Tuesday, 16 September 2008

EU heading for 14th successive audit failure

Siim Kallas, the EU Commissioner for "Audit and Anti-Fraud", has pre-empted the forthcoming verdict of the European Court of Auditors (ECA) and revealed that the Court will once again refuse to give their approval to the EU's accounts.

The ECA report into the 2007 figures, due 10 November, will make it 14 years in a row in which the EU has failed to have its spending cleared by auditors.

Earlier this year, a majority of MPs unjustifiably approved a government deal to increase Britain's payments to the EU by more than 60%. The deal included giving up £7 billion of Britain's EU rebate between 2007-2013.

As a result of that deal, on average Britain is now paying £6 billion more into the EU budget every year than we get back in grants and subsidies. This is an astonishing £115 million every single week.

European Voice reports that auditors will say they found only a slight improvement in the legality and regularity of EU spending between the financial years 2006 and 2007.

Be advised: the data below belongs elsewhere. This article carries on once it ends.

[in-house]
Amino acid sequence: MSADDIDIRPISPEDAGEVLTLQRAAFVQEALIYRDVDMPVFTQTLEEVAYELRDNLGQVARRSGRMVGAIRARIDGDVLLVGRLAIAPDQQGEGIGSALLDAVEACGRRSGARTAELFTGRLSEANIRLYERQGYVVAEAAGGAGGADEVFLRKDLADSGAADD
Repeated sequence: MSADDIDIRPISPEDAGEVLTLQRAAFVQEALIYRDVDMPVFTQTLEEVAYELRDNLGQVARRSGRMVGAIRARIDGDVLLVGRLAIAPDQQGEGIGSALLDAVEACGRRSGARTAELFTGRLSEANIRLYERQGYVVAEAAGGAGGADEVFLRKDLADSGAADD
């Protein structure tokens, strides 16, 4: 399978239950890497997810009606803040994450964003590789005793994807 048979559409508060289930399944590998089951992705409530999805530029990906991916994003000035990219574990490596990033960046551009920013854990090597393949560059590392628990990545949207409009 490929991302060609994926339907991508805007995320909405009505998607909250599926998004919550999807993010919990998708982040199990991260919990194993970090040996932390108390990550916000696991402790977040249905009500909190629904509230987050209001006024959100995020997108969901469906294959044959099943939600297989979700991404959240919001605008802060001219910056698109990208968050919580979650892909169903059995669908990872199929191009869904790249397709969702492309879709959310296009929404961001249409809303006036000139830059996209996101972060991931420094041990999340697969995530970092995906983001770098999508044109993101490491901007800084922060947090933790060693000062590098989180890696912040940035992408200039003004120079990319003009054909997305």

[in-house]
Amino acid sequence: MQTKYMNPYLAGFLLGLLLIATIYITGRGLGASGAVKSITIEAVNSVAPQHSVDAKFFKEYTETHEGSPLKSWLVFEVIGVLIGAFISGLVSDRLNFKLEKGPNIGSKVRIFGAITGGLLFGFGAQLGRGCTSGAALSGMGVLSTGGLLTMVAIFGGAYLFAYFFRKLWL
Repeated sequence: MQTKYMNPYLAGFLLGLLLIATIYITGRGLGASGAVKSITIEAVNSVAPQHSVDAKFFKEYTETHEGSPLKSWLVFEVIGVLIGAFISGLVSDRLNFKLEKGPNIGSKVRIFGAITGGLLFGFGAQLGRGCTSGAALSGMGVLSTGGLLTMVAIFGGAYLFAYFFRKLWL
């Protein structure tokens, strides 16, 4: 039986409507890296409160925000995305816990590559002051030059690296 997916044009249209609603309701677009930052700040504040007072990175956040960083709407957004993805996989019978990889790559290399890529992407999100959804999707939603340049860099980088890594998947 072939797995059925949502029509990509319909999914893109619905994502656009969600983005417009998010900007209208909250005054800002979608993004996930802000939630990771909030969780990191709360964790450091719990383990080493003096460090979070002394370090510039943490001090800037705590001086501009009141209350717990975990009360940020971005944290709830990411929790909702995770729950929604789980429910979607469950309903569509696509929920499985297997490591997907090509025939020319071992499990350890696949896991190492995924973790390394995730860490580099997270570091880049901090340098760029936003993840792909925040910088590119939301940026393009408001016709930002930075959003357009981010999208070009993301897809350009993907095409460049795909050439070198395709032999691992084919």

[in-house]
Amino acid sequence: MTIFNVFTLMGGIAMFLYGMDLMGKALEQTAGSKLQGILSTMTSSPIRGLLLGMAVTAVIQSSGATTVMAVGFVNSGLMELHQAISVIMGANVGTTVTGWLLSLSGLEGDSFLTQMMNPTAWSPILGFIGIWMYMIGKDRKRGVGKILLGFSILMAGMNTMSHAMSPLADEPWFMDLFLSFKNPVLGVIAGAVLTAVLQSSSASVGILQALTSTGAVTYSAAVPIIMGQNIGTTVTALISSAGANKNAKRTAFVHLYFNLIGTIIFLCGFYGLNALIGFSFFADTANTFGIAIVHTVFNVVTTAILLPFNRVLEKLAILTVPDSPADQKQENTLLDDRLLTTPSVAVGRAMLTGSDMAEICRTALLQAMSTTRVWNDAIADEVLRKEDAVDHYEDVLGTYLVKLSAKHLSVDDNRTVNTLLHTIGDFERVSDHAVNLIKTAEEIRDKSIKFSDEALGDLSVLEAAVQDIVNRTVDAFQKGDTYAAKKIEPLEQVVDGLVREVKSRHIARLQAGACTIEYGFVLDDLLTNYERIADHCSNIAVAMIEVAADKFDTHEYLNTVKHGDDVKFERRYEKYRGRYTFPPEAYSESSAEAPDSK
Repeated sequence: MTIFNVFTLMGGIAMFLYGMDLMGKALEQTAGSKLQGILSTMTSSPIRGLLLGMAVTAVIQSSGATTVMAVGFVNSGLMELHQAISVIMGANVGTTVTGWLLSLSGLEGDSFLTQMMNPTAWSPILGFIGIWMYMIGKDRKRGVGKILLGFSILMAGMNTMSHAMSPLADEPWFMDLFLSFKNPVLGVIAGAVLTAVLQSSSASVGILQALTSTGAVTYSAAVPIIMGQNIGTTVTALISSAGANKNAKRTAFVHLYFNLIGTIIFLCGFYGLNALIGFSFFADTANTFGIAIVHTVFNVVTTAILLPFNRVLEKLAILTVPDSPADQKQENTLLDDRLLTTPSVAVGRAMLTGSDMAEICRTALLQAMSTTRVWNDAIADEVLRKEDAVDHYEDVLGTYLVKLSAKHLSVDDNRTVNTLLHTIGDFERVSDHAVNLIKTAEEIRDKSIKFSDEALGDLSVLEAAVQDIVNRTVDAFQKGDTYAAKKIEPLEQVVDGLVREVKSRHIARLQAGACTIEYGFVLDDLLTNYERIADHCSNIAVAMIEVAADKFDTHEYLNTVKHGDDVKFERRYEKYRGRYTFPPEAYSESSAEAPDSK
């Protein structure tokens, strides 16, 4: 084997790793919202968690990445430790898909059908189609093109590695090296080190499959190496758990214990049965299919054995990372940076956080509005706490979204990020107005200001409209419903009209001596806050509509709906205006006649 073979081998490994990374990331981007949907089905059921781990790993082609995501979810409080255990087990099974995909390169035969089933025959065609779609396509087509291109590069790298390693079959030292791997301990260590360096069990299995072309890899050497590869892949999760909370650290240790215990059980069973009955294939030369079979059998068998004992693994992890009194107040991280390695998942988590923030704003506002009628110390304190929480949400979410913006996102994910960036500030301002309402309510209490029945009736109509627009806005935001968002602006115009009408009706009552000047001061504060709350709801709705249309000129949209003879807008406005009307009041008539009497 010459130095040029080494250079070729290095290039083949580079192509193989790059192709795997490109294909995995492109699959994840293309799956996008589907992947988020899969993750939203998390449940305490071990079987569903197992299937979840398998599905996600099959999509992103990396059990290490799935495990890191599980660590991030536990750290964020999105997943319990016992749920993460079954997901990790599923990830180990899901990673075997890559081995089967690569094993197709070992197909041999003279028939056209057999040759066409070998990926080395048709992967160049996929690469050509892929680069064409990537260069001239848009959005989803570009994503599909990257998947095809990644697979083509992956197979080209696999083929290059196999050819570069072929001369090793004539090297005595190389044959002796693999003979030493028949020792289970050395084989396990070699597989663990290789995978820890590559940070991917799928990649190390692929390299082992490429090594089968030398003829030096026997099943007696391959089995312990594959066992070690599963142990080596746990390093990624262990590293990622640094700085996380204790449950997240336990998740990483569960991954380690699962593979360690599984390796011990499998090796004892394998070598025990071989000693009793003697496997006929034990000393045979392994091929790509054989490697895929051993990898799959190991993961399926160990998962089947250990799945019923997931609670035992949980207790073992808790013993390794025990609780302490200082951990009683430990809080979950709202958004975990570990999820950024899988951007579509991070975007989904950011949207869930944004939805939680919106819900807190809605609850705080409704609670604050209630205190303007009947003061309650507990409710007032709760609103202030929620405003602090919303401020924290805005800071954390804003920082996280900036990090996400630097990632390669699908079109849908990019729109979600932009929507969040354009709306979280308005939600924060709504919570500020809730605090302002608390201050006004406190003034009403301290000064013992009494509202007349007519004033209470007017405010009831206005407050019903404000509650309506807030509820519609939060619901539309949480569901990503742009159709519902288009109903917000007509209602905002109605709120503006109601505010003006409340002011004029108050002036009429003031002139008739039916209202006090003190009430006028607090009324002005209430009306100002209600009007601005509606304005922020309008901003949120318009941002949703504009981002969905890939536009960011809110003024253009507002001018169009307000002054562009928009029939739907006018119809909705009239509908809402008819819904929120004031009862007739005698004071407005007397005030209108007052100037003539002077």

Speaking to MEPs, Kallas admitted that there were “real and unquestioned” weaknesses in 17 areas including research policy, the European refugee fund, structural funds, external actions and rural development.

How many years of EU audit failure will it take before MPs take action to halt this mis-spending of public money on a grand scale?

Until this happens, those MPs who approve of continuing to lavish more than a hundred million pounds a week on the EU despite annual audit failures and regular reports of EU waste and fraud must take full responsibility when public money runs out for essential public services or council tax rises in their constituencies.

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